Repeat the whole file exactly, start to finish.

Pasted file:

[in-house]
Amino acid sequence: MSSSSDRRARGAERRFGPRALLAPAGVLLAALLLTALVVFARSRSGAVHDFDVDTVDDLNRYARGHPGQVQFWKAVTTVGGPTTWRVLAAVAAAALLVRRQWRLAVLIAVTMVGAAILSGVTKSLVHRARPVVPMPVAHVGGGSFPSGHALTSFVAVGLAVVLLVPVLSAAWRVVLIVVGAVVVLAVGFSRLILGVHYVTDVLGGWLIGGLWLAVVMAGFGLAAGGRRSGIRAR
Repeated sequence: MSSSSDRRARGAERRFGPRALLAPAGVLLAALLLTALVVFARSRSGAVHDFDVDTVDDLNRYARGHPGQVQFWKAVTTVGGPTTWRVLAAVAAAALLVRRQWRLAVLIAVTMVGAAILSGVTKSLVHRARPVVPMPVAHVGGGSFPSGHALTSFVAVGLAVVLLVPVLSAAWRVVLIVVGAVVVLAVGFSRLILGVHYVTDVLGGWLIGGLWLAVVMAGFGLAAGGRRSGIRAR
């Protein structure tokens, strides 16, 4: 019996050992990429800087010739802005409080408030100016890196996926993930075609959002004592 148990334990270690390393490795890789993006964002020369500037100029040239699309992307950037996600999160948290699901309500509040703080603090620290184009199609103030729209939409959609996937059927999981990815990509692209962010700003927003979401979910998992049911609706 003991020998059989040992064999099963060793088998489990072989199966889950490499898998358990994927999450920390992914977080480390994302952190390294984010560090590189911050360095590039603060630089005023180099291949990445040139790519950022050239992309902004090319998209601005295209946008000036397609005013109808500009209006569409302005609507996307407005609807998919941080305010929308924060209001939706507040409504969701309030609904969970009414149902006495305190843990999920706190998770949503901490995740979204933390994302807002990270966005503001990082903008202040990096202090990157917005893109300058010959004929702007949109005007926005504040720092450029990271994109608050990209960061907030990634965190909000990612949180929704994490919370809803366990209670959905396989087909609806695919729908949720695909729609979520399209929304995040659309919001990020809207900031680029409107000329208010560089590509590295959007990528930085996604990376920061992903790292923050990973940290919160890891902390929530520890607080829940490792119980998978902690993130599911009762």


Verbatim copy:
[in-house]
Amino acid sequence: MSSSSDRRARGAERRFGPRALLAPAGVLLAALLLTALVVFARSRSGAVHDFDVDTVDDLNRYARGHPGQVQFWKAVTTVGGPTTWRVLAAVAAAALLVRRQWRLAVLIAVTMVGAAILSGVTKSLVHRARPVVPMPVAHVGGGSFPSGHALTSFVAVGLAVVLLVPVLSAAWRVVLIVVGAVVVLAVGFSRLILGVHYVTDVLGGWLIGGLWLAVVMAGFGLAAGGRRSGIRAR
Repeated sequence: MSSSSDRRARGAERRFGPRALLAPAGVLLAALLLTALVVFARSRSGAVHDFDVDTVDDLNRYARGHPGQVQFWKAVTTVGGPTTWRVLAAVAAAALLVRRQWRLAVLIAVTMVGAAILSGVTKSLVHRARPVVPMPVAHVGGGSFPSGHALTSFVAVGLAVVLLVPVLSAAWRVVLIVVGAVVVLAVGFSRLILGVHYVTDVLGGWLIGGLWLAVVMAGFGLAAGGRRSGIRAR
């Protein structure tokens, strides 16, 4: 019996050992990429800087010739802005409080408030100016890196996926993930075609959002004592 148990334990270690390393490795890789993006964002020369500037100029040239699309992307950037996600999160948290699901309500509040703080603090620290184009199609103030729209939409959609996937059927999981990815990509692209962010700003927003979401979910998992049911609706 003991020998059989040992064999099963060793088998489990072989199966889950490499898998358990994927999450920390992914977080480390994302952190390294984010560090590189911050360095590039603060630089005023180099291949990445040139790519950022050239992309902004090319998209601005295209946008000036397609005013109808500009209006569409302005609507996307407005609807998919941080305010929308924060209001939706507040409504969701309030609904969970009414149902006495305190843990999920706190998770949503901490995740979204933390994302807002990270966005503001990082903008202040990096202090990157917005893109300058010959004929702007949109005007926005504040720092450029990271994109608050990209960061907030990634965190909000990612949180929704994490919370809803366990209670959905396989087909609806695919729908949720695909729609979520399209929304995040659309919001990020809207900031680029409107000329208010560089590509590295959007990528930085996604990376920061992903790292923050990973940290919160890891902390929530520890607080829940490792119980998978902690993130599911009762």